Why we fight for the sexual and reproductive health and rights of girls and young women

Published by SAYWHAT on

A tenacious female lawyer, a formidable female leader in the industry, an accomplished female doctor, a fearless female advocate. These are the kind of narratives that ought to become reality across Zimbabwe and Africa as a whole. However, young women are unable to access opportunities which enable them to become leaders in their spaces. Access to education is critical in addressing the gender imbalances which have become normalised in our society but this is not enough. The barriers that are faced by young women also stem from social and cultural beliefs and practices.

The theme of this year’s International Day of the Girl Child is, “With Her: A Skilled Girl Force.” Although the theme speaks to the education and skills development of the girl child, the fulfillment of her sexual and reproductive health and rights is key in enabling her to realise her potential and play her part in the development of the nation.

There is a strong link between education and sexual and reproductive health which is often taken for granted but will go a long way in mitigating the challenges faced by young women if addressed. Persistent issues such as teen pregnancies, child marriages and gender based of violence may in many instances have long term effects which negatively affect women empowerment. Although cultural and societal norms and expectations dictate that girls and young women cannot engage in sexual and intercourse until marriage, many do. Transactional relationships, for instance, which have become increasingly common among young women in tertiary institutions often result in unplanned pregnancies and the transmission of Sexually.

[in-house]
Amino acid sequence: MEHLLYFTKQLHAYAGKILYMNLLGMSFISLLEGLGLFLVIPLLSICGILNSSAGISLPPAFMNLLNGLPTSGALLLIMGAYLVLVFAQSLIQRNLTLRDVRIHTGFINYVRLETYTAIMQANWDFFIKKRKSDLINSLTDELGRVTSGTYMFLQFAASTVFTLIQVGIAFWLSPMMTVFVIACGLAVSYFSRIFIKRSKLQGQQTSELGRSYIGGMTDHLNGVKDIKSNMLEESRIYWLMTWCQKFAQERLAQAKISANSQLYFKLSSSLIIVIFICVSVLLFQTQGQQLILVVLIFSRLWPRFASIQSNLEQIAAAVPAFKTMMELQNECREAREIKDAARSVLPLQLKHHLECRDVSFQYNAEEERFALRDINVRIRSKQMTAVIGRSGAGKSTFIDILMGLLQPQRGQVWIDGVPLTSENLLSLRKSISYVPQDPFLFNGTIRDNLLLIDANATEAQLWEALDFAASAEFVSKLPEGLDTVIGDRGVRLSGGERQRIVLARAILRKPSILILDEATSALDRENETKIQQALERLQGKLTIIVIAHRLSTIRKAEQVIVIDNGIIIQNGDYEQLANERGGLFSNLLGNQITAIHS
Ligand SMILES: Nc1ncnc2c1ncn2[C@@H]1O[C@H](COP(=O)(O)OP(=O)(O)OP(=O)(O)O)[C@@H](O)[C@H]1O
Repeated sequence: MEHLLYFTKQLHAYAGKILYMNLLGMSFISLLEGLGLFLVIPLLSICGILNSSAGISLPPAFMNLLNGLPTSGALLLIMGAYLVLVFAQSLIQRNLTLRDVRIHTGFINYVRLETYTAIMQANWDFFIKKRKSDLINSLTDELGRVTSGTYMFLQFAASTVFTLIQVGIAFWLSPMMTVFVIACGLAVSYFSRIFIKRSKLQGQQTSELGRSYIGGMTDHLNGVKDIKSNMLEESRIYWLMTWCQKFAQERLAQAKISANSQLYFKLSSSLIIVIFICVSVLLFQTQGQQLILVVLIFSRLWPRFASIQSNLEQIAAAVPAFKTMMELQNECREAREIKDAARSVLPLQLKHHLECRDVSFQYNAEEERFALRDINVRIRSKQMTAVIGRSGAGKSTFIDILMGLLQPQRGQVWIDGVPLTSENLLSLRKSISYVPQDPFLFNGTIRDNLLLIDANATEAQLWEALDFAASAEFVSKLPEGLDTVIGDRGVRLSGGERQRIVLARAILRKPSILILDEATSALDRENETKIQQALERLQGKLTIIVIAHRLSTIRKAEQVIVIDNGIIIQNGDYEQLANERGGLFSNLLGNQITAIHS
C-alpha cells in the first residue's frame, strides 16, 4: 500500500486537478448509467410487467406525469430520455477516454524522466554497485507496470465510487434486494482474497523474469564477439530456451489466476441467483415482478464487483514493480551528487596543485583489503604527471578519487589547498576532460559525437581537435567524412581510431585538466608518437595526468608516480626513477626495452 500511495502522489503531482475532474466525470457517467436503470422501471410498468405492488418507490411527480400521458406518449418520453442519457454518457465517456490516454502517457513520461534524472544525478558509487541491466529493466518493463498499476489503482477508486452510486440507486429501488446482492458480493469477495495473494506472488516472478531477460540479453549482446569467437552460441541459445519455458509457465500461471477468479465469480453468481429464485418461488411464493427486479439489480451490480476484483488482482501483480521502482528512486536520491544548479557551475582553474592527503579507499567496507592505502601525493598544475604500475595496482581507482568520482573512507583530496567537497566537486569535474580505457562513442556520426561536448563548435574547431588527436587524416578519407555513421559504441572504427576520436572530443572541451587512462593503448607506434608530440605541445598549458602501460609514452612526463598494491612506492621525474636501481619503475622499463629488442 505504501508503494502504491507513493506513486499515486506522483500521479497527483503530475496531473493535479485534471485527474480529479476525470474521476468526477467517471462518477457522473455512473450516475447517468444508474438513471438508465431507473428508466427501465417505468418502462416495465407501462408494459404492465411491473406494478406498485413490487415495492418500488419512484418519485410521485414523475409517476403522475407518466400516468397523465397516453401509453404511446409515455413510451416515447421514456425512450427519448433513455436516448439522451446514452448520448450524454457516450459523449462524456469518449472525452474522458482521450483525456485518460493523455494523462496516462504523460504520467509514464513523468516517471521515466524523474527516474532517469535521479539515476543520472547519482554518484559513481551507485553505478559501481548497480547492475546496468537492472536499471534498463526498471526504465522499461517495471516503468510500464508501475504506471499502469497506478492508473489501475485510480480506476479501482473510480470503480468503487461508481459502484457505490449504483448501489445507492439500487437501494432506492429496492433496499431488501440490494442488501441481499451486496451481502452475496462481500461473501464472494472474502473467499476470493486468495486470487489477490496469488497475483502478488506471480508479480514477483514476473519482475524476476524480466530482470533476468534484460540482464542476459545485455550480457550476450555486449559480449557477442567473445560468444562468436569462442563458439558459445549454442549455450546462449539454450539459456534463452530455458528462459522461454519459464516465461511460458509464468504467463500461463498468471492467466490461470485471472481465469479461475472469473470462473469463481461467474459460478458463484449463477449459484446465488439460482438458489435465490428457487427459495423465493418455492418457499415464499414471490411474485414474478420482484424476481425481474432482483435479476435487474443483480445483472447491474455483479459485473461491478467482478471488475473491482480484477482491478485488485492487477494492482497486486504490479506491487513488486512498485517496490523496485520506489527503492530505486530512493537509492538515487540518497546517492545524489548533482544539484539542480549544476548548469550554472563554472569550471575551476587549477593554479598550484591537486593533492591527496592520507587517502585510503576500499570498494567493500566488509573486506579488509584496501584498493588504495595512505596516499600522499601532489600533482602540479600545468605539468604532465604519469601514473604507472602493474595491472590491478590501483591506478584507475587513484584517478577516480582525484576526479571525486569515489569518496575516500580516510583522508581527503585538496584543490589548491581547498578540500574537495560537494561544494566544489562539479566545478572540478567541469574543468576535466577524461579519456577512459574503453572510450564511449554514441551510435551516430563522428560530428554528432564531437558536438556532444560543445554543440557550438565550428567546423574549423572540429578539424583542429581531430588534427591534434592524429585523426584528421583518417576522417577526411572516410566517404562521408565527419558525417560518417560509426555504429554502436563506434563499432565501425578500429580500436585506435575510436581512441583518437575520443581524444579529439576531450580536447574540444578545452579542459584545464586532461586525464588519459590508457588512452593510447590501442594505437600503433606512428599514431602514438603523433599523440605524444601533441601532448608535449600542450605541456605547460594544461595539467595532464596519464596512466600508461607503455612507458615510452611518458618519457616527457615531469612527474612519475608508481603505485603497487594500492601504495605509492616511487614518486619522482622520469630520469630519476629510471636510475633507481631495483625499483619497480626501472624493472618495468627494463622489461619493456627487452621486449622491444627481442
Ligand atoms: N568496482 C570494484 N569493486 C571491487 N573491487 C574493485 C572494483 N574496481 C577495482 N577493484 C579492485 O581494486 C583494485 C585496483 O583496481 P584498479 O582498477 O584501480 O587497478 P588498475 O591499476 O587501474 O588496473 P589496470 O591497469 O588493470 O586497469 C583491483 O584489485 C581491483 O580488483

Transmitted Infections and HIV/AIDS. Unplanned pregnancies oftentimes deter young women from completing their education.. In Zimbabwe 31% of girls under the age of 18 are married. The demands of motherhood and marriage oftentimes make it difficult for young women to focus on their personal development.

In addition young women are often survivors of gender based violence with 1 in 3 women in Zimbabwe having experienced it. Gender based violence has negative psychological and emotional effects such as depression and post-traumatic stress order which ultimately limit the ability of GBV survivors to reintegrate themselves into normal activities such as schooling.

These challenges can however be addressed by making sexual and reproductive health information and services available to young women, especially in institutions of higher learning where many young women do not only learn but interact. Providing information and services will go a long way in enabling them to make informed choices about their health and ultimately their lives.

There also needs to be a shift in mindsets. Young women should not be thought of merely as future mothers but as future leaders. Changing perceptions of young women’s roles in society will give impetus to efforts to address gender imbalances. It is therefore necessary to address the empowerment of young women holistically so that we can create a powerful and skilled girl force.

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